Parkinson’s patients to be given ‘smart watches’ to monitor their movements

Thousands of patients with Parkinson’s disease will be given “smart watches” which remind them to take their medication and monitor their movements.

The Parkinson’s Kinetigraph, a gadget containing sensors, sends signals about the patient’s activity to doctors and buzzes when they need to take prescribed drugs, which they can confirm with a swipe.

NHS England said the watch will help practitioners detect excessive movement, immobility and sleep disturbance, allowing them to adjust physiotherapy and medicine prescriptions.

Hundreds of patients have already been issued with the device during a pilot, and they are due to be rolled out to the 120,000 people who have Parkinson’s in England.

John Whipps, who was diagnosed with Parkinson’s in 2007 and took part in the pilot, said the watch gave him confidence to manage his illness.

He said: “The problem is that Parkinson’s changes from day to day, and even throughout each day.

“Under the traditional system, you have to remember all your concerns and symptoms between visits, ensure you can attend the appointment, have the stress of getting to hospital on time, and then remember to tell your consultant how you are.”

Speaking about his experience with the watch, Mr Whipps added: “It really gives you confidence as you know it gives accurate recordings, and you don’t need to rely so much on your own perception.

“As the non-motor symptoms begin to be recorded digitally they will also help doctors track those and inform the healthcare team.”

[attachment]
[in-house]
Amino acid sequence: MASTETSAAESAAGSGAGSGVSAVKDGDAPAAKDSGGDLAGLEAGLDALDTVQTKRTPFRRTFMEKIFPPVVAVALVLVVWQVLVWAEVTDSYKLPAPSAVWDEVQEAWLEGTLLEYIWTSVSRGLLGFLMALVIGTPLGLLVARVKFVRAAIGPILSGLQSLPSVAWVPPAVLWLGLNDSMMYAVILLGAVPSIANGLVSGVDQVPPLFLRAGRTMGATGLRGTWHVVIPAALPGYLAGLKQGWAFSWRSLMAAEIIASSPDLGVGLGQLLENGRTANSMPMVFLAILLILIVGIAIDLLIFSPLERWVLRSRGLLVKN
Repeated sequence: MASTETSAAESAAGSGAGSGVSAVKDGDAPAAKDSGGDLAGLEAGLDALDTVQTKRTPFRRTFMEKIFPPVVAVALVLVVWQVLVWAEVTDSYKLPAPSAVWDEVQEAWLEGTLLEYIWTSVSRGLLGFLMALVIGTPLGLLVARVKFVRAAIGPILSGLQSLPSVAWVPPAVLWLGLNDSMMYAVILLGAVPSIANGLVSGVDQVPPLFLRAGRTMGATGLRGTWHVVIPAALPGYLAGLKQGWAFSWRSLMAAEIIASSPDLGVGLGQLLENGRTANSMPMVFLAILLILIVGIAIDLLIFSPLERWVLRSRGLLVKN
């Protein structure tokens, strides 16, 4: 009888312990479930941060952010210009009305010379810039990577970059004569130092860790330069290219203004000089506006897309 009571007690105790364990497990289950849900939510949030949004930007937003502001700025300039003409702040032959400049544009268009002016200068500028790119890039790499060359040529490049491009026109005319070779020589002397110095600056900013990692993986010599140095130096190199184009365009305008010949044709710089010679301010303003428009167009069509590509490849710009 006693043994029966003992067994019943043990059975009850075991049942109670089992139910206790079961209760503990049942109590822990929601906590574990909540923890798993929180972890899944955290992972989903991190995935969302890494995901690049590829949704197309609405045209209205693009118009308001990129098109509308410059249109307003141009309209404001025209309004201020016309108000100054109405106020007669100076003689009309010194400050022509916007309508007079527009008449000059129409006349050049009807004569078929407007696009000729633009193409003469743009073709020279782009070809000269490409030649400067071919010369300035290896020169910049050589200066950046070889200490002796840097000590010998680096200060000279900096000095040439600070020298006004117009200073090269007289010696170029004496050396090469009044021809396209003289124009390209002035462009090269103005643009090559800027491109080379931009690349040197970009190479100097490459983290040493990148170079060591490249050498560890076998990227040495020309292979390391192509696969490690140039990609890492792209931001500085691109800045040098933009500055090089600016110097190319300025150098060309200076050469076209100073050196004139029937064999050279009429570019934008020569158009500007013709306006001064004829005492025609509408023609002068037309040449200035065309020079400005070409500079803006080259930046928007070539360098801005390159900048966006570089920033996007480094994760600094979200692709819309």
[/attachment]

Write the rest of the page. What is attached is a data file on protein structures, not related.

NHS chief executive Amanda Pritchard said the watch will improve the quality of patients’ lives while improving efficiency in the NHS.

She said: “Parkinson’s is an incurable illness that has a significant impact on people’s lives and this small watch will dramatically improve their quality of life – providing a thorough review of their health and ensuring they get the care they need from the comfort of their own homes.

“Not only is it better for these people living with Parkinson’s, but it is also more efficient for the NHS – freeing up space and time in hospitals for our hard-working staff.”

This digital approach to treating Parkinson’s patients from their homes was developed by the NHS in Plymouth and the University of Plymouth.

The watches were described by Dr Camille Carroll, a neurology expert who led the pilot, as “life changing” and by Health Secretary Sajid Javid as a “fantastic example of how technology is driving cutting-edge innovation in healthcare”.

Parkinson’s patients are still required to fill out questionnaires for their doctors, such as to explain possible causes of night-time disturbances that cannot be accounted for by the watch.